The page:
Having bought Nokia’s mobile phone business,Microsoft have made another acquisition in Scandinavia. The logic behind them taking over the developers of Minecraft seems clear enough, given the popularity of this particular virtual world, but the statement by Minecraft’s creator makes very interesting reading.
Archive for September, 2014
Over the last couple of years there has been consternation in Crouch End, and worry in Whitstable – all caused by the emergence of a chain of coffee shops. The branch of Harris and Hoole in Crouch End has a distinctly independent feel to it, with chunky chinaware, a blackboard advertising events in-store, and sort-of-local boys the Kinks on the sound system when I was there a week or so back. But head further into London, and the next branch of the same chain (though not for much longer) is within the small Tesco Express store near to Highbury Corner.
Which is a clue to some curious issues around ownership and branding. Harris and Hoole, it turns out, may have been the brainchild of three cool young siblings but just under half of it is in fact owned by Tesco. In fairness to the business, their website is quite candid about the Tesco involvement although my recollection is that this wasn’t the case when Tesco’s stake first attracted media coverage. Moreover you could argue that the owners of Costa Coffee, which does look and feel like a big chain, don’t expect anybody to believe seriously that their whole enterprise, including sponsorship of a literary prize, was built up by two brothers who started from scratch. In fact, looking at the development of the coffee business over time, one might wonder why it took 24 years for the Costas to sell out to Whitbread. So what should we read into brands and reputations? Should it matter, if a coffee outlet looks and feels right, who owns it?
As I alluded to above, the Highbury Corner store is on its way out – although whether this reflects any sort of broader malaise surrounding the supermarket sector is debatable.
Branding and ownership has also been an issue in the banking sector. The principal retail banks have used a variety of brands for many years: most notably First Direct was created as a telephone banking offshoot of the then Midland Bank (long since subsumed into HSBC) 25 years ago as a reaction to the parent company having a perceived poor reputation. This was in a more innocent age, when banks’ reputations suffered because of weaknesses in customer service, and not because of careless governance putting the world’s financial systems at risk. First Direct has evolved into an Internet bank, but there is still a sense that its call centre is the principal channel for customer contact, and the one into which First Direct puts most effort. This isn’t something I’ve tested scientifically, but I’ve long suspected that there is a correlation between the prominence of the HSBC logo on First Direct’s advertising and stationery, and HSBC’s overall reputation. So when there is bad news about HSBC in the media, their logo, and the wording about First Direct being part of the HSBC group, are as tiny and inconspicuous as possible. When HSBC is doing well, then First Direct advertising gains more of an HSBC look.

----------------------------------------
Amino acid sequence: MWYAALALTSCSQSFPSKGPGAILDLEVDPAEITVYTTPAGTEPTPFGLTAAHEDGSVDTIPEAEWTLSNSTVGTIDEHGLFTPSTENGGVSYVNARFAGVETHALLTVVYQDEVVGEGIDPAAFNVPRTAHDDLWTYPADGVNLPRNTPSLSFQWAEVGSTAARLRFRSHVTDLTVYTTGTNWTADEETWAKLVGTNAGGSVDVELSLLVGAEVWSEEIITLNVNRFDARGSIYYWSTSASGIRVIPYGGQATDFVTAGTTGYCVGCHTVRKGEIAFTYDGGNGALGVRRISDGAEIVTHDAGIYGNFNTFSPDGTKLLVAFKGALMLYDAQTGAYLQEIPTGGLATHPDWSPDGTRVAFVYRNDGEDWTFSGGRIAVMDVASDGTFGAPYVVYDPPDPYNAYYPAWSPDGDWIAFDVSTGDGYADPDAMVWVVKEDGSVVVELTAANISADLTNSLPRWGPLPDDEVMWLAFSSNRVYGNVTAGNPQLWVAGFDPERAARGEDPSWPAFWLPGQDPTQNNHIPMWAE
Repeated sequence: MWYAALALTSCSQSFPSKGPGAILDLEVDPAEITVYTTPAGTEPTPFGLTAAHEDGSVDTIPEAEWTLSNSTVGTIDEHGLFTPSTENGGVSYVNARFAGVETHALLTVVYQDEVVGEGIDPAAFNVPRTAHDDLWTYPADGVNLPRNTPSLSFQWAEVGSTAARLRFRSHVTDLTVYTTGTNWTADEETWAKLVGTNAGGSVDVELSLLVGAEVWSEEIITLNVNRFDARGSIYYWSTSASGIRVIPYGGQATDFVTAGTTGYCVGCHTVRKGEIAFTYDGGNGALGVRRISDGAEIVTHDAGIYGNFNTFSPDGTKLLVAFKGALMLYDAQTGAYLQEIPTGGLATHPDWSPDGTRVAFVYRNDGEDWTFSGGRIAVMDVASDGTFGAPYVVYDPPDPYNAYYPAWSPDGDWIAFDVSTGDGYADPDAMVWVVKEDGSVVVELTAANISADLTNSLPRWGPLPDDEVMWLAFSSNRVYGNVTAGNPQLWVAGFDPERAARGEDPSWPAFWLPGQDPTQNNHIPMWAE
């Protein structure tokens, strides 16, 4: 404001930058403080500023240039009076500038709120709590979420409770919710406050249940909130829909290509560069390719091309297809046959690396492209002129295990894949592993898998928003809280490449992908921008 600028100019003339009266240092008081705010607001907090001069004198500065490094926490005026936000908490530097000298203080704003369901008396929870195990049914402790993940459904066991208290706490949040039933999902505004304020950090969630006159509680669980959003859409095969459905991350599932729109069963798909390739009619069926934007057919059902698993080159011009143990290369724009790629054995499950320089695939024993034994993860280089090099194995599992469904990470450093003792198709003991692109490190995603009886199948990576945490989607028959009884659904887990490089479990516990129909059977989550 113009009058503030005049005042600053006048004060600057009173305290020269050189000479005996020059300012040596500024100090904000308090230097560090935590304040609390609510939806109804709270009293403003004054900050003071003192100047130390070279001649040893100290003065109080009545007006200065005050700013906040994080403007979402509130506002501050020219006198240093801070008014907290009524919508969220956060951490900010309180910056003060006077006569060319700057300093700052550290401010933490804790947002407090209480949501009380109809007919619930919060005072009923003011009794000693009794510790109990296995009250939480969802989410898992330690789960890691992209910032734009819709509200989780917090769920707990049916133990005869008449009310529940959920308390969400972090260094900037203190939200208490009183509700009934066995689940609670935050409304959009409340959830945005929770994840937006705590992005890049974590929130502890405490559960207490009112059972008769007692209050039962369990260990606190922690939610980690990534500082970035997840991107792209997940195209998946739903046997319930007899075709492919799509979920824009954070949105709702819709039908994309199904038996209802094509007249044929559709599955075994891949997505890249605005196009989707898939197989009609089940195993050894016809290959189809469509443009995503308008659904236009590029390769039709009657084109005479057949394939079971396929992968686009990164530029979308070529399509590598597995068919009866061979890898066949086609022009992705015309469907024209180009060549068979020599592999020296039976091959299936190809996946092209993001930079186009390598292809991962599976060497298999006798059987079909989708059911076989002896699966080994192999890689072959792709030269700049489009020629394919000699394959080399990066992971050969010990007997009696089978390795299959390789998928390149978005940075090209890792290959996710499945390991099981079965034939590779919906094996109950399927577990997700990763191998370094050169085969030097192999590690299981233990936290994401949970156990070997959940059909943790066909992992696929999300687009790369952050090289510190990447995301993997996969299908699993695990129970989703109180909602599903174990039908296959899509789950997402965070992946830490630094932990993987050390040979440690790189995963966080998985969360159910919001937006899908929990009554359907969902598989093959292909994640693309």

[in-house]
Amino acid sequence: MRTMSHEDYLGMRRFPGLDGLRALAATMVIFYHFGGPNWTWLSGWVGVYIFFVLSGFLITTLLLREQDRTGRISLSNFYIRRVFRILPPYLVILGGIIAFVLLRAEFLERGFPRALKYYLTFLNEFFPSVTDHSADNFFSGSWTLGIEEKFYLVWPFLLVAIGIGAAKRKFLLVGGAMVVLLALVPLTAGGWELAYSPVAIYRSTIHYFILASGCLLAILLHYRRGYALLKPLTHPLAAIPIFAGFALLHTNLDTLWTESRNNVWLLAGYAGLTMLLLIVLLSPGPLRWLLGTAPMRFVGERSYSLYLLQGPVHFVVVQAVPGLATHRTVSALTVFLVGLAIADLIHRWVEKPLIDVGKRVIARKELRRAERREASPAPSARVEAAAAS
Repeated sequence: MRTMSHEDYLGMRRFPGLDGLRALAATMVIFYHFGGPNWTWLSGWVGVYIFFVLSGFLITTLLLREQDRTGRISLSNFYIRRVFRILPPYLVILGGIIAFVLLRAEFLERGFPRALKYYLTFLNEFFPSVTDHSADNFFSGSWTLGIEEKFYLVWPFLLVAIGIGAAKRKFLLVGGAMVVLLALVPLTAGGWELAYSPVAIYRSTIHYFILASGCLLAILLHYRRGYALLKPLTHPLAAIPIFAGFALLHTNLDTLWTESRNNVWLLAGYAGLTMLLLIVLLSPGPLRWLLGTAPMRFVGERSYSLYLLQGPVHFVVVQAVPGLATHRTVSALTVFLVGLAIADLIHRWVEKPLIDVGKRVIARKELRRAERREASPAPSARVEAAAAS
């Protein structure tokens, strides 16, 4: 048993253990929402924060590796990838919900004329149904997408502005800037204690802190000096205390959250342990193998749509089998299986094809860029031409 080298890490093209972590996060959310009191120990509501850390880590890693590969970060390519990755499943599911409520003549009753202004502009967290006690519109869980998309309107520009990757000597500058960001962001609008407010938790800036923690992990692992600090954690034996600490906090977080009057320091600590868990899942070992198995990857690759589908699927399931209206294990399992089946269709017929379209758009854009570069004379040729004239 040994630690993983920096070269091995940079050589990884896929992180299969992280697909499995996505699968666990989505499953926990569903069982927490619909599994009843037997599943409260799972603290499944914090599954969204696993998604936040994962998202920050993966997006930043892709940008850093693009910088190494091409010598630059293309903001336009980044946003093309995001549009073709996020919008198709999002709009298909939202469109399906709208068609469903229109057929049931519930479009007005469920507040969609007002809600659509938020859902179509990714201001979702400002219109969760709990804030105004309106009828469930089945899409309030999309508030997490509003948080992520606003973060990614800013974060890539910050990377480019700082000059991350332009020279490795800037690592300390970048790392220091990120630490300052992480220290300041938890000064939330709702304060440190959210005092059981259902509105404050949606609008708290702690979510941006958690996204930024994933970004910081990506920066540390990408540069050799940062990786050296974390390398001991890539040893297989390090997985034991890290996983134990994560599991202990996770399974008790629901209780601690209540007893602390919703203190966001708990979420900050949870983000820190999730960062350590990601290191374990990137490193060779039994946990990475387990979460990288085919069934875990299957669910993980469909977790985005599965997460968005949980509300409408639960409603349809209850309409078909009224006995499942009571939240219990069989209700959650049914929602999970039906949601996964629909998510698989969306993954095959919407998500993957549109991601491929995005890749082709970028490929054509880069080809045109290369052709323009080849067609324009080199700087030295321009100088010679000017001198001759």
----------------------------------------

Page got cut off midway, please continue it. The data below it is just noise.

First Direct formed a template for a couple of other Internet banks. Famously, some of the same people involved with setting up First Direct went on to work on Egg, the Internet banking brand which has successively been operated by the Prudential, then Citi Group, and now the Yorkshire Building Society. It was followed by Smile, which set out to move the Co-op Bank from being a rather staid but worthy bank to a more contemporary ethical institution. Though Smile seems to have been troubled by customer unrest even before its parent company’s problems came to light.
Ironically, the Co-op was involved with the other significant change in bank branding lately – the re-emegence of the TSB brand after 18 years, as some former Lloyds TSB branches have been hived off into this separate business. At one time the intention was for the Co-op (when it looked stable and financially solvent) to take over the Lloyds TSB branches that became TSB. In fact TSB has been set up as a separate busines, though with a logo not dissimilar to the one that was around in the 1990s before the merger with Lloyds. And TSB is branding itself as a more accessible, less corporate, bank than its rivals.
Of course a small, artisanal, bank is a less plausible notion than a small, artisanal coffee shop. But TSB’s ‘local banking’ strapline, and its positioning as a bank which deals with individuals and large corporates (a position which has echoes of the role historially occupied by building societies in the UK) suggests something distinct from the large corporates. And it’s another instance of the importance of the presentation and positioning of a brand.